It is perfectly acceptable to sign up to Gift Collective for a portion of your work only. We can only accept charitable work, and expenses related to this. Some groups may choose to keep their business separate from their charitable arm, and run their charity work through us.

What do I get if I sign up?

Essentially three key things: 

  1. A fundholder, a legal entity with a bank account, through which you can engage as a group, so you don’t need to manage your Collective’s funds personally or incorporate a new legal entity. 
  2. The ability to apply for grants and funding by sitting under the Gift Collective’s umbrella.
  3. A tech platform to help your Collective thrive, with features like crowdfunding, transparent budget tracking, and community engagement tools. 
Do I need to charge GST on funds I raise?

It depends. Unconditional donations – where nothing specific is given in return – do not attract GST. Conditional payment – where the buyer gets something in return, like membership, a product, service, or event ticket – may attract GST. Our platform is set up for both scenarios.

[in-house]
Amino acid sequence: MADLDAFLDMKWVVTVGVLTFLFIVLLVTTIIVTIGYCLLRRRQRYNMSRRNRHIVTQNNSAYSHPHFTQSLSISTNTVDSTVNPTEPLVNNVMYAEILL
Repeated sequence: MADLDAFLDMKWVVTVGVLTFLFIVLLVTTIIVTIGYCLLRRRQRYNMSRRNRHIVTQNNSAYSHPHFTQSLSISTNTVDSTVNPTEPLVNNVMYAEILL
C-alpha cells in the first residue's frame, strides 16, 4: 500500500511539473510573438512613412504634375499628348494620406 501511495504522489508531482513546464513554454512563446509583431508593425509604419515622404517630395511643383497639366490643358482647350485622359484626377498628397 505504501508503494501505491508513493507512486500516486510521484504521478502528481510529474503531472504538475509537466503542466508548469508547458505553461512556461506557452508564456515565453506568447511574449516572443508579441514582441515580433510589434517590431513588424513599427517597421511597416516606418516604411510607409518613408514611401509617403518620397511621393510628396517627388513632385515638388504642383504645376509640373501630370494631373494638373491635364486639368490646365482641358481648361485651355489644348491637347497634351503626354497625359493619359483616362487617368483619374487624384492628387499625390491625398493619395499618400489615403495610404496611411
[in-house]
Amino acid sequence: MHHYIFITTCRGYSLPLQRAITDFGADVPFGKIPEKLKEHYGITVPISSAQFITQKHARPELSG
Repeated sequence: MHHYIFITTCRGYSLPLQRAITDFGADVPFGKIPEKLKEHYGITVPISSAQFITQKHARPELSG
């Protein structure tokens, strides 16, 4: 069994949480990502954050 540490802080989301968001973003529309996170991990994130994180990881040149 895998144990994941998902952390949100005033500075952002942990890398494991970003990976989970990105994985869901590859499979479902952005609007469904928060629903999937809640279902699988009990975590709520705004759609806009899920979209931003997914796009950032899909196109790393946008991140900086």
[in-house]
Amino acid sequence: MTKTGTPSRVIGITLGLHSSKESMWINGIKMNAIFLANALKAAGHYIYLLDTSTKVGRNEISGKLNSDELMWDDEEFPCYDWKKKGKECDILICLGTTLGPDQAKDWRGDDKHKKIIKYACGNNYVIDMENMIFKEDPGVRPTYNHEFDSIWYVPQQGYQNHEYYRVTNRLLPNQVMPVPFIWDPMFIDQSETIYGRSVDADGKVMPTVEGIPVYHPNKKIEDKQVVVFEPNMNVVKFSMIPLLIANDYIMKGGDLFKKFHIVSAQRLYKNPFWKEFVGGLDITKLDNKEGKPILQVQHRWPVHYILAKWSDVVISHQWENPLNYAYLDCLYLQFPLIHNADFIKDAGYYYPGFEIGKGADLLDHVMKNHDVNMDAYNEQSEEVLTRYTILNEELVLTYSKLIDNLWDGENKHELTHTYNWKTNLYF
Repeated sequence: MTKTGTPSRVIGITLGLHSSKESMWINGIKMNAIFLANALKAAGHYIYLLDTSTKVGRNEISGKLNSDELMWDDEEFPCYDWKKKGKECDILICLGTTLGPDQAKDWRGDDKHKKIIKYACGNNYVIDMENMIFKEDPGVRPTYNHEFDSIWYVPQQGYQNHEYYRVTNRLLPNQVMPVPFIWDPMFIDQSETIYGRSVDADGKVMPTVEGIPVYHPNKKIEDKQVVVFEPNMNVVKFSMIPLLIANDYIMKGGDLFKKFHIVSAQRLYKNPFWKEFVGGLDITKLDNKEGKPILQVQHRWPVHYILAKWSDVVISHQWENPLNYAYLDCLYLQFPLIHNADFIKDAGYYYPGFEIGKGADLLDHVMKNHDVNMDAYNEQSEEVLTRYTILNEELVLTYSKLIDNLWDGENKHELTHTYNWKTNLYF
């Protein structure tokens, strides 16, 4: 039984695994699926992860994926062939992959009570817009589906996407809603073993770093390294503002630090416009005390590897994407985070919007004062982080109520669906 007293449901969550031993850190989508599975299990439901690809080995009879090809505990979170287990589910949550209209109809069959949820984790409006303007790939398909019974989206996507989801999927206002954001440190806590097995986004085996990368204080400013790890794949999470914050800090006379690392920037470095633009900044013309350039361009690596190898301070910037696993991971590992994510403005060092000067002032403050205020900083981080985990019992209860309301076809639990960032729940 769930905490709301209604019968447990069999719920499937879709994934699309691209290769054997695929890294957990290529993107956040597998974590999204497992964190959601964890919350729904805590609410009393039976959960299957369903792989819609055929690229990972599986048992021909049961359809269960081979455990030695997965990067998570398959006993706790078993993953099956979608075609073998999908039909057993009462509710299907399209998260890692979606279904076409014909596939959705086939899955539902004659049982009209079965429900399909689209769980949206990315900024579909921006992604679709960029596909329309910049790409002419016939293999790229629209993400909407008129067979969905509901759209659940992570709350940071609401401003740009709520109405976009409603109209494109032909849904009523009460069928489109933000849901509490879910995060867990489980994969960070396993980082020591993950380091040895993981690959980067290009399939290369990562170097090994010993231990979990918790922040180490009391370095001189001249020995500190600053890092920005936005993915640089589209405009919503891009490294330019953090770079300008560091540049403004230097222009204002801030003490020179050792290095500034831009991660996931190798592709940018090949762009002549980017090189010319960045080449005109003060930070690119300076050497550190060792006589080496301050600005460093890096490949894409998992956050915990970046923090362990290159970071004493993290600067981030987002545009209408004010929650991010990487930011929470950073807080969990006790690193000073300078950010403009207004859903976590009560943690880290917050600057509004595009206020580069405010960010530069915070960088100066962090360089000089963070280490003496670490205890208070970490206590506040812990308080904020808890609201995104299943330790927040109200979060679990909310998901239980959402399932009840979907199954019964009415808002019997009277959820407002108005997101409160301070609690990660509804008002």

Will you help me get funding?

We are a fundholder only, so we can’t apply for grants or shoulder tap donors for you. We can, however, provide support letters for your grant applications. We also provide a funding guide and hold webinars that cover tips and tricks for funding applications.

The good news is that by sitting under our charitable umbrella, you open yourself up to more funding options.

If I’ve applied to Charities Services and have been rejected, can I still sign up with you?

No, if Charities Services doesn’t think your mahi meets charitable purpose, then we won’t either. To meet our criteria your mahi must be charitable.

Which grant makers or funders have given grants through Gift Collective?

A diverse range of funders have given to Collectives sitting under our umbrella – individuals, community foundations, city councils, family foundations and government organisations. These include DIA Lotteries, Spark Foundation, One NZ, Tindall Foundation, J R McKenzie Trust and Wellington Community Fund.